Converting from the old format to the new was no small task. This required an initial automated conversion followed by human checking of all 396 licenses and exceptions, some clean-up after that, and a lot of discussion to finalize the XML format along the way.  The result is a new format for the SPDX License List master files as of version 3.0.

Better guidance for matching

The SPDX License List has long included matching guidelines to ensure consistent identification of licenses and use of SPDX identifiers. While the matching guidelines are human-readable/understandable, they pose challenges for full implementation in tools. This means tool-makers have been left to sort out the implementation, which can result in inconsistent matching across tools.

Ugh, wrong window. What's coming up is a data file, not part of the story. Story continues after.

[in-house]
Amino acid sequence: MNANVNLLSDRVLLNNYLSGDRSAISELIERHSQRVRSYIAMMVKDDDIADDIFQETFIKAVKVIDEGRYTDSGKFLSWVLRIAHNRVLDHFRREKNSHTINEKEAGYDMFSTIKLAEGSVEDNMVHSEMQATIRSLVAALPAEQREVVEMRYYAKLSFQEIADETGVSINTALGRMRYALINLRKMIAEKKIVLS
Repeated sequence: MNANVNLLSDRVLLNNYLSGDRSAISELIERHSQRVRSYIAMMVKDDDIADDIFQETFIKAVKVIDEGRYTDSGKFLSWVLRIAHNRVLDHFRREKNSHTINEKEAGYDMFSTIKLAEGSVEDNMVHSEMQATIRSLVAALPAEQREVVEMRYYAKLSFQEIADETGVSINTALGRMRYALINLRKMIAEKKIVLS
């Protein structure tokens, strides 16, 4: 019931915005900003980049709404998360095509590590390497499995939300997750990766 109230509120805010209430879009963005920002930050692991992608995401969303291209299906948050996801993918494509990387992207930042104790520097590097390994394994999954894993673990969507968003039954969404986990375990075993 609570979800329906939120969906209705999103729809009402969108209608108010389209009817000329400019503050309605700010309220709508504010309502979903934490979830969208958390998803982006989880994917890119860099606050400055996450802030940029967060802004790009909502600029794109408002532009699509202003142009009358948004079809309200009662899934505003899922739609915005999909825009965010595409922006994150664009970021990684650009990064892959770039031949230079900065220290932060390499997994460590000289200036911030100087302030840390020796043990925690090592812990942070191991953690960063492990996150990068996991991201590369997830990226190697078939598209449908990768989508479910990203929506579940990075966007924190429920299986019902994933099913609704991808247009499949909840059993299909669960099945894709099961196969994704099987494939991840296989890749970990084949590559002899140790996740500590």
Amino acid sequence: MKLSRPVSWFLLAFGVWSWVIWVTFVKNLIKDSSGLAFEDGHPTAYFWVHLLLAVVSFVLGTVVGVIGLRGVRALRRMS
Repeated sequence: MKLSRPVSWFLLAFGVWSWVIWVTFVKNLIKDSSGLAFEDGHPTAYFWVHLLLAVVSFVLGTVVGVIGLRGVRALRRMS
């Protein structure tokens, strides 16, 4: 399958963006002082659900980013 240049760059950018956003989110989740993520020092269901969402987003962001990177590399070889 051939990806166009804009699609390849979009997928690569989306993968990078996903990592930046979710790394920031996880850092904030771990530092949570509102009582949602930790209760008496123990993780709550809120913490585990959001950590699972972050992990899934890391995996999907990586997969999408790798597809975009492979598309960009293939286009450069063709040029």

The new XML format captures items like bullets, copyright notices, licenses, and optional text in XML elements.  This additional information allows for tools to provide better matching as per the matching guidelines.

Since release 1.2 of the SPDX specification,  SPDX supported a template format which includes variable (or alternate) text and optional text.  Elements such as bullets, titles and copyrights are translated into templates including the appropriate optional and variable text.  With the introduction of the XML format and the significant work provided by the SPDX legal team, the number of variable or optional tags has increase from 85 in the 2.6 version of the license list to over 6,400 in the new 3.0 license list.